Its also important to know that sometimes the integration happens AFTER class (1-3 days after). So giving this context and providing your clients with the awareness to continue to check in with themselves after class is key.



The language we use as teachers and coaches matters. Our cueing around breath work should always keep safety, accessibility and choice in mind. Essentially any time that are directing you should be using phrases, language and a tone of voice that allows your clients to know this is THEIR practice.

 3 things I emphasize when I teach/coach: compassion, curiosity and clarity. I want every single person in the room to feel that from me as I guide them through exploration. I also sample or show my clients as much as I can up front (providing context). Don’t hesitate to STOP a practice in the middle to break it down more or give more context. I do this all the time especially if I am combining movement with breath work.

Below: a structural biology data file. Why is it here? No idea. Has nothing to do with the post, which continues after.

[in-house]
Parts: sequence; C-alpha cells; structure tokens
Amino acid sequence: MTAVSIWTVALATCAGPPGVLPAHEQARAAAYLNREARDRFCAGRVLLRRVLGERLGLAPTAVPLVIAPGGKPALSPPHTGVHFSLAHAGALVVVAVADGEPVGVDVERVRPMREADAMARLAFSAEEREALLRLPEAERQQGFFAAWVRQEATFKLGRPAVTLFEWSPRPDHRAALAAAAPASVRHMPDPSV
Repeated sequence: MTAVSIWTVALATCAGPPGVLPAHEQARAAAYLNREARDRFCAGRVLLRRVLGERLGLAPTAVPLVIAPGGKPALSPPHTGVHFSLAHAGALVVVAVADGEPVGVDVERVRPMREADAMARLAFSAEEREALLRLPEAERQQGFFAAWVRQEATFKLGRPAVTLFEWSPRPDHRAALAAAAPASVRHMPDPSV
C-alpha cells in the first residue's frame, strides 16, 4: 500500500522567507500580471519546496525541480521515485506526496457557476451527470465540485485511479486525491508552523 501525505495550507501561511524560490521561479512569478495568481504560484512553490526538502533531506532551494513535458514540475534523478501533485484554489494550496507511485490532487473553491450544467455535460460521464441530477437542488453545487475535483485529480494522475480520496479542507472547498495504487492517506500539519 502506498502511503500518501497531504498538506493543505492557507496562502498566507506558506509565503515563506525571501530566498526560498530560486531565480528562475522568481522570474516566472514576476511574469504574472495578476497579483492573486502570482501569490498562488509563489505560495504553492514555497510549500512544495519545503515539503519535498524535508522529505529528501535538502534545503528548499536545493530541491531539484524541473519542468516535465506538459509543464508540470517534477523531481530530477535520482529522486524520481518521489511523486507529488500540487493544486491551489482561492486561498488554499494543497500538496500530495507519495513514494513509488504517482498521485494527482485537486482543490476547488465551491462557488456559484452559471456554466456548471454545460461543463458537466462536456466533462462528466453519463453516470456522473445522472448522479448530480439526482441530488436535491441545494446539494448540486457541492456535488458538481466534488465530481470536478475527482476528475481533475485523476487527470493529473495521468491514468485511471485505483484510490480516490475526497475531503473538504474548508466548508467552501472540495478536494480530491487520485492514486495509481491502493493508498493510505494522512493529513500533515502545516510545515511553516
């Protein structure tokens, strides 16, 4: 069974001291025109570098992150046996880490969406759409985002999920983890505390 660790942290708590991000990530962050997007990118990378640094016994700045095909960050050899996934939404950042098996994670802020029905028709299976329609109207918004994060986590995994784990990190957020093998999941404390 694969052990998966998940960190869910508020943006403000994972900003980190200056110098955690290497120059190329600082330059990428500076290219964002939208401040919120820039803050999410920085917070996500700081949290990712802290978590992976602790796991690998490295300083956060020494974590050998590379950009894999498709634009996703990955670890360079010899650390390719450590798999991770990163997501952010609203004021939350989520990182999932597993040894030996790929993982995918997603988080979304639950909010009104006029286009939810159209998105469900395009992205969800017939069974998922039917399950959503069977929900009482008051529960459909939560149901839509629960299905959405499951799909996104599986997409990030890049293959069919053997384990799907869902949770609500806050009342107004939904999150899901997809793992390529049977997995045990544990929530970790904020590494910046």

Here are some examples:                                   

Lets start by trying…

If it feels supportive …

If you would like to you can….

Explore what it would be like to …

Maybe you want you …

See what it might be like to..

Now, ill invite you to …

Here is what we are going to do _____. Ill demonstrate and show you one round and then we can explore together.

If you would find it helpful, push pause for just a moment and look at me. Let me see if I can break something down to help you.